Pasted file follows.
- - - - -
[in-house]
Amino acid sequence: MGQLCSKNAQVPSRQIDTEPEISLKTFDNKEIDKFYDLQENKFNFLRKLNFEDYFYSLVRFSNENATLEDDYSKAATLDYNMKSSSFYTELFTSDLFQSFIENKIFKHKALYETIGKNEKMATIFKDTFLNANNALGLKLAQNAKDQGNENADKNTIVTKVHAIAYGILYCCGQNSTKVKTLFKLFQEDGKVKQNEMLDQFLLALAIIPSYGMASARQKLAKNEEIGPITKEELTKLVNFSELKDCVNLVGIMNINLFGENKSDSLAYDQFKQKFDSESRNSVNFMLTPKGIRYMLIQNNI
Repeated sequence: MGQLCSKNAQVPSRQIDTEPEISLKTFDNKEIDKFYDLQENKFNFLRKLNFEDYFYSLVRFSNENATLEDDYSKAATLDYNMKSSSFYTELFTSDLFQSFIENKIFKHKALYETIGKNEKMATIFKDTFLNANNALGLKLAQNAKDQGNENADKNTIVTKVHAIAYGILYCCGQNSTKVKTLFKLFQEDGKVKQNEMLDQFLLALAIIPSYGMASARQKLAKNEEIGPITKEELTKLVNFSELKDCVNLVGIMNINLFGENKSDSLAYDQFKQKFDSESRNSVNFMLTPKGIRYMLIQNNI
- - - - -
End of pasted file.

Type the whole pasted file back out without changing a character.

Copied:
[in-house]
Amino acid sequence: MGQLCSKNAQVPSRQIDTEPEISLKTFDNKEIDKFYDLQENKFNFLRKLNFEDYFYSLVRFSNENATLEDDYSKAATLDYNMKSSSFYTELFTSDLFQSFIENKIFKHKALYETIGKNEKMATIFKDTFLNANNALGLKLAQNAKDQGNENADKNTIVTKVHAIAYGILYCCGQNSTKVKTLFKLFQEDGKVKQNEMLDQFLLALAIIPSYGMASARQKLAKNEEIGPITKEELTKLVNFSELKDCVNLVGIMNINLFGENKSDSLAYDQFKQKFDSESRNSVNFMLTPKGIRYMLIQNNI
Repeated sequence: MGQLCSKNAQVPSRQIDTEPEISLKTFDNKEIDKFYDLQENKFNFLRKLNFEDYFYSLVRFSNENATLEDDYSKAATLDYNMKSSSFYTELFTSDLFQSFIENKIFKHKALYETIGKNEKMATIFKDTFLNANNALGLKLAQNAKDQGNENADKNTIVTKVHAIAYGILYCCGQNSTKVKTLFKLFQEDGKVKQNEMLDQFLLALAIIPSYGMASARQKLAKNEEIGPITKEELTKLVNFSELKDCVNLVGIMNINLFGENKSDSLAYDQFKQKFDSESRNSVNFMLTPKGIRYMLIQNNI